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Teaching Ethics, Heuristics, and Biases
University of Texas at Austin
Although economists often model decision makers as rational actors, the heuristics and biases literature that
springs from the work of Nobel Prize winner Daniel Kahneman and his late colleague Amos Tversky demonstrates that
people make decisions that depart from the optimal model in systematic ways.
These cognitive and behavioral
limitations not only cause inefficient decision making, but also lead people to make decisions that are unethical.
article seeks to introduce a selected portion of the heuristics and biases and related psychological literature, to highlight
its implications for ethical decision making, and to serve as the basis for a lecture that could inform students regarding
If business actors are on guard against errors in their own decision making processes, perhaps they can
avoid some of the ethical pitfalls that recently put Enron and so many other companies in the news.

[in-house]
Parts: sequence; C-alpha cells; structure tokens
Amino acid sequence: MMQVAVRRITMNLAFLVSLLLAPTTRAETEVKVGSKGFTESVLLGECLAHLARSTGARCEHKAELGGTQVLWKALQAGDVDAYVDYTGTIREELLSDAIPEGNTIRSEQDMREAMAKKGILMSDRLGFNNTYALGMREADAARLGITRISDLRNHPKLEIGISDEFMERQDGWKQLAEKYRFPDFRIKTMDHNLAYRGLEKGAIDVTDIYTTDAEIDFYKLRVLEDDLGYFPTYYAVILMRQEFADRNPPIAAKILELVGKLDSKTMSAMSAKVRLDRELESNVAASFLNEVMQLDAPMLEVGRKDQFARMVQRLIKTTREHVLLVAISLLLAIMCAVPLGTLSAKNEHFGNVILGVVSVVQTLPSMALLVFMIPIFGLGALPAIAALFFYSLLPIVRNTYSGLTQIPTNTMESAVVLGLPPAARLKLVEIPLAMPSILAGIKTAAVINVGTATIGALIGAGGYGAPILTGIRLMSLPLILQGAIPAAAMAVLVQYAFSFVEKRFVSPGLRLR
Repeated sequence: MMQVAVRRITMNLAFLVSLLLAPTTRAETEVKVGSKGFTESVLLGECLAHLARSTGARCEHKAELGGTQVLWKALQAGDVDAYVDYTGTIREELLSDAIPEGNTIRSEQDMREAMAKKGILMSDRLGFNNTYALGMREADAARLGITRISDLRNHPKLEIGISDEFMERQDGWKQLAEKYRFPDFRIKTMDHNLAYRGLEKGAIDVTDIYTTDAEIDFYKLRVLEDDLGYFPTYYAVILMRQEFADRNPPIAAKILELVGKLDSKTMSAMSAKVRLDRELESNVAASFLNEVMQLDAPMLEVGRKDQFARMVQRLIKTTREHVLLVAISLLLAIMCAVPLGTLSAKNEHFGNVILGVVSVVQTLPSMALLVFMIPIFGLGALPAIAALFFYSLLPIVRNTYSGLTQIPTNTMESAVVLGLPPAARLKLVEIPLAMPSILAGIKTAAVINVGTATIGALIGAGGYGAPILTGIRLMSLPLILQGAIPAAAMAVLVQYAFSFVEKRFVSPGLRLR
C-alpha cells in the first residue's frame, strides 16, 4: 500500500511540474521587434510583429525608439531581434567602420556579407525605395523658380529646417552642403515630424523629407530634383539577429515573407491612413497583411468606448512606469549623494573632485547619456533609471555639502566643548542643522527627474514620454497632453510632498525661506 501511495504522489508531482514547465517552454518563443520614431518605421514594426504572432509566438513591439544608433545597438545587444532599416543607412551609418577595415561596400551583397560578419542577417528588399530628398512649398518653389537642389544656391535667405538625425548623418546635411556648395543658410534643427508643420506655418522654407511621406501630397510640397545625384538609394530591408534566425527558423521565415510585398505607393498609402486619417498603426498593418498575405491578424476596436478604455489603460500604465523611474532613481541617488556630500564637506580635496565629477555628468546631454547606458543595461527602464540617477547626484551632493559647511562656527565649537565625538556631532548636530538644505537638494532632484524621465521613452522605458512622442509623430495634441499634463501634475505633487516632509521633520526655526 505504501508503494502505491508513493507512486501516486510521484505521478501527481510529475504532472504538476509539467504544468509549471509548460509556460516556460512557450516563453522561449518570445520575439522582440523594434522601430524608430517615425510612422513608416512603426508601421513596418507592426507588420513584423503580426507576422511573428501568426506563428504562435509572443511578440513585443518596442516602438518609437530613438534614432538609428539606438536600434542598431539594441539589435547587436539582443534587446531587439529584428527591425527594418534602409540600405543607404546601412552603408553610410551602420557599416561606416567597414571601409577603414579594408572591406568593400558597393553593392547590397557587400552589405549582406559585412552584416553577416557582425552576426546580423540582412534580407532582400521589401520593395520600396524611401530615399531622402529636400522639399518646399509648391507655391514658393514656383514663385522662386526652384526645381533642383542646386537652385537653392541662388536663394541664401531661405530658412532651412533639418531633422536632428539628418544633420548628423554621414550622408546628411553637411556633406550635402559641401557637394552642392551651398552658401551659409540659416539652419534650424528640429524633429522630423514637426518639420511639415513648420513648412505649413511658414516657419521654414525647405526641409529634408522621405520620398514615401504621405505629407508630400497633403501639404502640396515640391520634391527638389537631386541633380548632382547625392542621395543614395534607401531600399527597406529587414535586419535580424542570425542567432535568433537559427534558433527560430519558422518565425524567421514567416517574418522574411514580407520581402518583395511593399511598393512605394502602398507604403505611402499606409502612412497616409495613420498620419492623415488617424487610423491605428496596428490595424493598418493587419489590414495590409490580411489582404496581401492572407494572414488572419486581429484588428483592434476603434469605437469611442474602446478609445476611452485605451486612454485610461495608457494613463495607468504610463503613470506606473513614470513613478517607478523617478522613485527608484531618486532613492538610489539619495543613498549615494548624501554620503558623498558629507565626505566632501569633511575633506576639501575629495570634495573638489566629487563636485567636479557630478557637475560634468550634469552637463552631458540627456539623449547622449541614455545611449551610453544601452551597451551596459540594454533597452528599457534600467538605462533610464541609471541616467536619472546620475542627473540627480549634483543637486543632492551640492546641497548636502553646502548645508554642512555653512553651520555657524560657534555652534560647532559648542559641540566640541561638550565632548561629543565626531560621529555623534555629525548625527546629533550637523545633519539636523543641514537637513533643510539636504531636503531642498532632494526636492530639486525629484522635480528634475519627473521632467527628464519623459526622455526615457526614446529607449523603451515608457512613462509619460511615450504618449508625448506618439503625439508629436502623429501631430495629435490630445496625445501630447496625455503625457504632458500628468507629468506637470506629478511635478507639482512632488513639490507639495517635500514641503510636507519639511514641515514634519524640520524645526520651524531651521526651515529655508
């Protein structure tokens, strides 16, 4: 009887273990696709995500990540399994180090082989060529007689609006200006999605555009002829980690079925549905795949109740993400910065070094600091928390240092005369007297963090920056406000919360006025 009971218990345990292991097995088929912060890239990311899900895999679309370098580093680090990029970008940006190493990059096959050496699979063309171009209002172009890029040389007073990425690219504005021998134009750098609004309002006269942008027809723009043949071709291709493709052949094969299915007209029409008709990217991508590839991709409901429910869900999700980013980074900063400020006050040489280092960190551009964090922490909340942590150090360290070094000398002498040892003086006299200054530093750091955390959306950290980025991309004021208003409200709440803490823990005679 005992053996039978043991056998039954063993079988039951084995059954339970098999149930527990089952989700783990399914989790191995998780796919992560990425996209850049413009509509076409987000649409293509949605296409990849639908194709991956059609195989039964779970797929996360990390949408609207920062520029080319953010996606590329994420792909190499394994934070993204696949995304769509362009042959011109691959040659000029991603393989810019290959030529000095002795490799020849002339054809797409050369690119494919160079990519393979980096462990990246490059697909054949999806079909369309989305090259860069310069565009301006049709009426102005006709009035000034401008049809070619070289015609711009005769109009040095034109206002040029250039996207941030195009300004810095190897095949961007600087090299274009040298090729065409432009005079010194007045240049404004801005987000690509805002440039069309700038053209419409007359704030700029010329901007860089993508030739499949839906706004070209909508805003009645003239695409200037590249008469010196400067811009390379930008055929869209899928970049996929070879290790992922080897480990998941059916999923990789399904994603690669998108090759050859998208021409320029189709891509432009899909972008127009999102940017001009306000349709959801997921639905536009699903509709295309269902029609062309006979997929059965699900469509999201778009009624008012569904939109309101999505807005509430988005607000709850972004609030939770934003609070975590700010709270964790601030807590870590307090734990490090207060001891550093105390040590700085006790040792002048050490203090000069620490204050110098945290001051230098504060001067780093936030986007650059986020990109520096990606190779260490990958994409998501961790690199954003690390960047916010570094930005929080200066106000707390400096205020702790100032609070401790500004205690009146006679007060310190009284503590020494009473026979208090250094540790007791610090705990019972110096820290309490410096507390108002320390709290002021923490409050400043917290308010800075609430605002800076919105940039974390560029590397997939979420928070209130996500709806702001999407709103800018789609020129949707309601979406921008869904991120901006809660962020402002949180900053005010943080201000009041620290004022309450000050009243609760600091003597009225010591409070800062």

attribution theory, behavioral psychology, biases, cognitive dissonance, decision theory, escallation of
committment, ethics, framing effects, heuristics, overconfidence, rationality, self-serving bias, sunk costs.
Purely by happenstance I recently found myself at two separate functions sitting next to
individuals who had been convicted of white collar crimes in high-profile scandals of the early
After each event, I described both men as “the nicest guy you’d ever want to meet.”
they certainly seemed to be.
This led me to wonder why nice guys (and gals, like my students) break the law and violate
Certainly economists have modeled criminal activity as rational decision
making involving the weighing of potential benefits of the crime against the potential
punishments multiplied by the chance of detection (Posner, 1977). However, most people who